The highly popular ‘who wants to be a millionaire’ television concept has taken a political twist in Sabah.
LAHAD DATU 12/11/2012: Foreign Minister Anifah Aman, the younger brother of Sabah Chief Minister Musa Aman, once said something about “lucrative positions” in the Cabinet. He was naively confirming what many surmised.
So it is hardly surprising that scores of Sabahans want to be contestants in the upcoming 13th general election and some may even be forgiven for considering a new group as organisers of Sabah’s version of “who wants to be a millionaire” with an election slant.
Days after announcing its formation, the “Sabah Independent Candidates Sponsorship Body” has received 30 applications by wannabe electoral candidates in the upcoming 13th general election.
Co-founder and chairman of the body, Abdul Kadir Tahir who launched the organisation to act like a party to help provide voters not satisfied with the usual field of candidates, a third choice, said he was happy with the surge of interest.
He told reporters here that the applicants were from Pensiangan, Keningau, Pitas, Beaufort and Kuala Penyu as well as one who wants to contest both state and parliamentary constituency seats in an interior district.
He described the response from the interior and west coast areas of the state as “very encouraging” and said a second meeting would be held here soon to decide on the organisation’s committee line-up as well as to screen all the independent applicants seeking their help.
Part of the mechanishm to measure applicants’ suitability for being candidates is their views on eradicating hardcore poverty, reducing crime, corruption and malpractices within the government.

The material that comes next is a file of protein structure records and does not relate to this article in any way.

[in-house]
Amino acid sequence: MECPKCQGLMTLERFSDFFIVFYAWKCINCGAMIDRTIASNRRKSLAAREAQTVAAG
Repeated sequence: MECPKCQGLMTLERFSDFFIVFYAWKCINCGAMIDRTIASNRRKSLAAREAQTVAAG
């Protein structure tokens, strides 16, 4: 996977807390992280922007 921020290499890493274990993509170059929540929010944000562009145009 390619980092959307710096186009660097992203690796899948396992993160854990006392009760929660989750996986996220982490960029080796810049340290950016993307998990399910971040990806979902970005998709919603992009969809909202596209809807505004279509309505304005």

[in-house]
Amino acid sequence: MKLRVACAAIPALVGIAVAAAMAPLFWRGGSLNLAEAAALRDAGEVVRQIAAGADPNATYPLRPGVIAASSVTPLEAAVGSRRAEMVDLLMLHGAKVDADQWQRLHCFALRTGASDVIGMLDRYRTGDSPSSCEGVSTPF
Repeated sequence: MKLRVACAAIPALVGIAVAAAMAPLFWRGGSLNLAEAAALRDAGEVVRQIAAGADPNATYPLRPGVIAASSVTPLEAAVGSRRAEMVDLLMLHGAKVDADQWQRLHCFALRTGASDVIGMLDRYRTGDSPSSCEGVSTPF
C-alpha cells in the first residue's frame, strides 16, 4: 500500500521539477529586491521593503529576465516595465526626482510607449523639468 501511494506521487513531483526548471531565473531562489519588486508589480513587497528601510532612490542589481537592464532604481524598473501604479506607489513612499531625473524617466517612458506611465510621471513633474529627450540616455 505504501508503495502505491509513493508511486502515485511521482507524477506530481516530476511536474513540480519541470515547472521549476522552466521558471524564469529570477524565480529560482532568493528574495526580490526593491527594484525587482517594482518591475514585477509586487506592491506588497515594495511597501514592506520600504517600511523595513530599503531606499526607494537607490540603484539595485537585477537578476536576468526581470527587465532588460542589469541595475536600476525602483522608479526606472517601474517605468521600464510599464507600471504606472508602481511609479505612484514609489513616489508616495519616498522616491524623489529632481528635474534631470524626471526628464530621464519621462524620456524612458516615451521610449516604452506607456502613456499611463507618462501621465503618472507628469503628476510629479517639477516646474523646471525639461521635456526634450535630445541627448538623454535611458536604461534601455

“We want well educated, credible and trustworthy persons to be our independent candidates… we need to know their motives behind offering themselves to be candidates first before we can proceed to the final decision on who will become our candidates,” he said.
Abdul Kadir, an ex-liaison officer to former Silam MP Samsu Baharom Abdul Rahman, said the organisation’s intention is to place its independent candidates in all 60 state and 25 parliamentary constituencies in Sabah, but a final decision would be made after the parliament is dissolved.
‘Emphasis on clean and healthy politics’
According to him, the body was formed to strike a balance between the mighty Barisan National and opposition Pakatan Rakyat coalitions. It will help its candidates by providing “advice to them in upholding the interest of the people”.
“After one-and-a-half years of watching the political situation in our country we feel there is a need to provide a third force in the elections.
“With the emphasis on clean and healthy politics, this body can play its role in assisting the new government rule after the elections,” he said.
Abdul Kadir, who declined to name the people backing his organisation, said the backers believe almost half of the voters in Sabah are still uncertain who they will support, thus giving independent candidates’ a chance.
Like many others, they are skeptical of the country achieving developed nation status by 2020 as envisioned in former premier Dr Mahathir Mohamad if political stays quo remains.
But the organisation is also scornful of the opposition’s plan to fund Sabah’s development by increasing the oil royalty it receives from the federal government from the current 5% to 20%.
Abdul Kadir said there must be a clear change in the government’s political and administration system in improving and enhancing its services to the people as many of its programmes had not benefited the targeted groups.
“For examples, in the BR1M (handouts) and (in the award of) PPRT houses, I’ve seen many wearing their gold necklaces, earrings and bracelets who came and collected their BR1M. And many recipients of PPRT housing scheme had renovated their flat lavishly while some rented out and even sold off their units to third parties, so how poor really are these people?”
Indeed, as Abdul Kadir points out, there is little to show for the billions of ringgit spent by the government on poverty eradication as the number of poor and hardcore poor continued to increase over the years.
“Clearly something is wrong here and this is why there is a need for us to come in and interfere … to rectify the parts that had been overlooked by the authorities and to improve the system and make it work for the people truly in need,” he said.